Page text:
The article is written in an incredibly patronizing tone, as if men in America need to be taught that forcing sex upon a woman is probably not a good idea, as if they apparently grew up in a society that conditioned them to rape. The first item on Beckett’s list is, “Before explaining something to a woman, ask yourself if she might already understand. She may know more about it than you do.” Well, is that not general logical advice for anyone? I know the point is to call men out for supposedly always trying to explain things to a woman, but if you are versed in the basic tenets of communication, then it must be the case that you know not to prematurely lecture someone on a topic you suspect they are already well-versed in, regardless of their gender. And let us suppose this is not the case and you have a habit of being didactical when not needed. Well, then this advice should certainly go for everyone, not just men. The point is, gender has nothing to do with it. There is no evidence that men are somehow more likely than women to try to explain something to women, simply because they are women, before considering whether those women might actually understand the topic. Fourth-wave feminists are pushing the narrative that men inherently feel entitled and better than women, so they feel it necessary to always explain things to a woman without thinking if she might already understand. It is a dangerous and baseless narrative to push forward. While it was certainly true fifty years ago when male professors would not even call on their female students in lecture, today, men DO listen to women, whether they like it or not. By virtue of the professional empowerment of women, which has become normalized in Western society, men listen to women explain things to them every single day. Consider this: women now hold 49% of total faculty positions in American colleges and universities. Women lecture, and men listen.
Beckett then states, “Related: Never, ever try to explain feminism to a woman.” Well, what if she’s wrong? Beckett would tell you, “Trust women. When they teach you something, do not feel the need to go and check for yourself. And especially do not Google it in front of them.” So, if she’s wrong, it doesn’t matter. No one cares about facts anyway. Women are so privileged that they now also have the right to be wrong and to lie without getting called out. This is an important reminder of “Believe all women,” the Left’s mantra during the infamous Kavanaugh controversy. If you feel the need to check something JUST because the person who explained it to you is a woman, then maybe you need to treat your misogyny and perhaps Beckett’s list is actually for you. But we live in a society where women are leaders in every sphere – politics, business, medicine, science, the law. At this point, men get it. The need to overpower women, of which remnants will perhaps always exist, has largely dissipated through the years as evidenced by the fact that women now control 60% of the wealth in the United States, for example. If men are such misogynists, why are they collectively not fighting tooth and nail to tear down successful women? Certainly some are, but it’s virtually impossible to prove patriarchy-enforcing men outnumber matriarchy-enforcing women. Instead of acknowledging that, fourth-wave feminists are resorting to feelings, as opposed to facts, to craft their man-hating narrative. What’s more, they are lowering their standards for women.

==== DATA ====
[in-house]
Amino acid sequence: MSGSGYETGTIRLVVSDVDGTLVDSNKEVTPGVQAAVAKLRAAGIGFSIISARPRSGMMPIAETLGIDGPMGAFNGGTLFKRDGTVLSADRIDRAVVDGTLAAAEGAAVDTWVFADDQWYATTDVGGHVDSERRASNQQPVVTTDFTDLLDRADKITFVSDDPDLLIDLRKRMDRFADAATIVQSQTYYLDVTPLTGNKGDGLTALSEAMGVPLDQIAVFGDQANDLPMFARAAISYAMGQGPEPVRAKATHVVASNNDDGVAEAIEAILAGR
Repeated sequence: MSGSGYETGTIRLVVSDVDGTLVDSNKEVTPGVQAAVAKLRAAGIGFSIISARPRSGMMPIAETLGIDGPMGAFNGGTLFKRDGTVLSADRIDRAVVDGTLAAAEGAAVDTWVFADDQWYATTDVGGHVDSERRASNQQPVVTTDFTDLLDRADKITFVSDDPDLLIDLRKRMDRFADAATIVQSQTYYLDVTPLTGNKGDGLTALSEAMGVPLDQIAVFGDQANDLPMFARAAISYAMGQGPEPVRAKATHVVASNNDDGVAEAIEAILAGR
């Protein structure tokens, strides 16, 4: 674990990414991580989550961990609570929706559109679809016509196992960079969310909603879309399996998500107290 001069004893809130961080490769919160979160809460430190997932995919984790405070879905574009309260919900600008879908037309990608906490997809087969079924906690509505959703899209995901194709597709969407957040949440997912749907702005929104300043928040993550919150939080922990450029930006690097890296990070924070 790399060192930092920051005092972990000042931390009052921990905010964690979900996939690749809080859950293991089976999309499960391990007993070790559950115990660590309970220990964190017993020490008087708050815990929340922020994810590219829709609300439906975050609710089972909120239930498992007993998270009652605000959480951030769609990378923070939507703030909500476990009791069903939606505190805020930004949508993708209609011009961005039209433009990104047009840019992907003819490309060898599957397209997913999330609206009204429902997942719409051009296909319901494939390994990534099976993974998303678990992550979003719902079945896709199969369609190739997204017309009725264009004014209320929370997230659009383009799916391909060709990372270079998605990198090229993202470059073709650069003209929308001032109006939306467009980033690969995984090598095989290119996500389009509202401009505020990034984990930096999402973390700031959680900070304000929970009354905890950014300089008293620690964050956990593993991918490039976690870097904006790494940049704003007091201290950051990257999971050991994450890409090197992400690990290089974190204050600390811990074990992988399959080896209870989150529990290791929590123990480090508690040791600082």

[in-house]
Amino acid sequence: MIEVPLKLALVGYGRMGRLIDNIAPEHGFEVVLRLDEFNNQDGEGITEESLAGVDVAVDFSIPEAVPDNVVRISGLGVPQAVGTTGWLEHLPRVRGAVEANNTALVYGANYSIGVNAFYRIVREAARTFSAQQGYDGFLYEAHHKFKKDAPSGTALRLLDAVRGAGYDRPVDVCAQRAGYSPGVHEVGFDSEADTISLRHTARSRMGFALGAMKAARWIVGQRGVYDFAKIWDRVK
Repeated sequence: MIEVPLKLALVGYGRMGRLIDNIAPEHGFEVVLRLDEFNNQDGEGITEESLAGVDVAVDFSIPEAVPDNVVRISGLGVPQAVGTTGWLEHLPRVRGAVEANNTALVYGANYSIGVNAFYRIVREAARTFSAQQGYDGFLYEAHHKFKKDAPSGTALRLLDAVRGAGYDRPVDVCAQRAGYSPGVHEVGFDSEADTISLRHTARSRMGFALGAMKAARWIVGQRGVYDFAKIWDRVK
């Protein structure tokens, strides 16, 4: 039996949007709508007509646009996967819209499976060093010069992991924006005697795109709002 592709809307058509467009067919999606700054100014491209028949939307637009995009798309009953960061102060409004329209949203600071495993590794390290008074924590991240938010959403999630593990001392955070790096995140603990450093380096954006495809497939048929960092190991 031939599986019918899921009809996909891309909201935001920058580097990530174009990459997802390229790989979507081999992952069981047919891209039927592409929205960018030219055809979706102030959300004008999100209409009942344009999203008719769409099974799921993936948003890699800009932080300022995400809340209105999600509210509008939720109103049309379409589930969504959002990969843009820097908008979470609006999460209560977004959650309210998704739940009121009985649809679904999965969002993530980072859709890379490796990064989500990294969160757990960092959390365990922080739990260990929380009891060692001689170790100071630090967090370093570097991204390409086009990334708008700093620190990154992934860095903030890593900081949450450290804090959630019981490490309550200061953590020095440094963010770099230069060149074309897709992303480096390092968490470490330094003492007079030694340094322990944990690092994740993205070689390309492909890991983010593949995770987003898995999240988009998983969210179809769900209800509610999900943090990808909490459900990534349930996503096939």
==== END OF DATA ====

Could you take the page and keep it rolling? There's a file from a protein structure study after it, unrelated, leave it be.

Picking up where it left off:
Clearly, men and women are different, no matter what radical feminists want you to believe. But even though they are different, every society is founded upon a standard set of basic principles and values that every human, regardless of identity, should be obligated to follow in order to preserve civility. Lying does not all of a sudden become okay for a woman if it’s not okay for a man because women should not get special privileges. That is why Dani Beckett is also mistaken in suggesting “Be kind to women in customer service positions. Tip them extra.” Because they are a woman? This sentiment points directly to the pinnacle of feminists’ hypocrisy. Feminists want women to be treated equally, which naturally entails holding them to the same standards as men. Regardless of whether you are a woman or a man, if you don’t do your job well, then you should not be tipped extra. Regardless of whether you are a woman or a man, your customers should be nice to you if you do your job well because that’s the right thing to do.
Next on Beckett’s list is a whole compilation of demands centered around how to describe women. She states, “Examine your language when talking about women. Get rid of ‘irrational, dramatic, bossy, and badgering immediately.” This implies that women cannot be any of these things, which they most certainly can. Or perhaps it implies that they can be some or all of these things but they should not be called out for it, which once again, means that according to Beckett, we should hold women to a lower standard. Let’s be clear, women should not get free passes just because they are women and their ancestors have suffered through years of misogyny and oppression. If feminists want true equality, then they should not be cutting women slack and lowering their standards for women out of pity. Women are perfectly capable of meeting those standards. Pushing forward women’s rights legislation should not be done out of a need to prop up identity politics. Women deserve equal rights not because they are women, but because they are humans.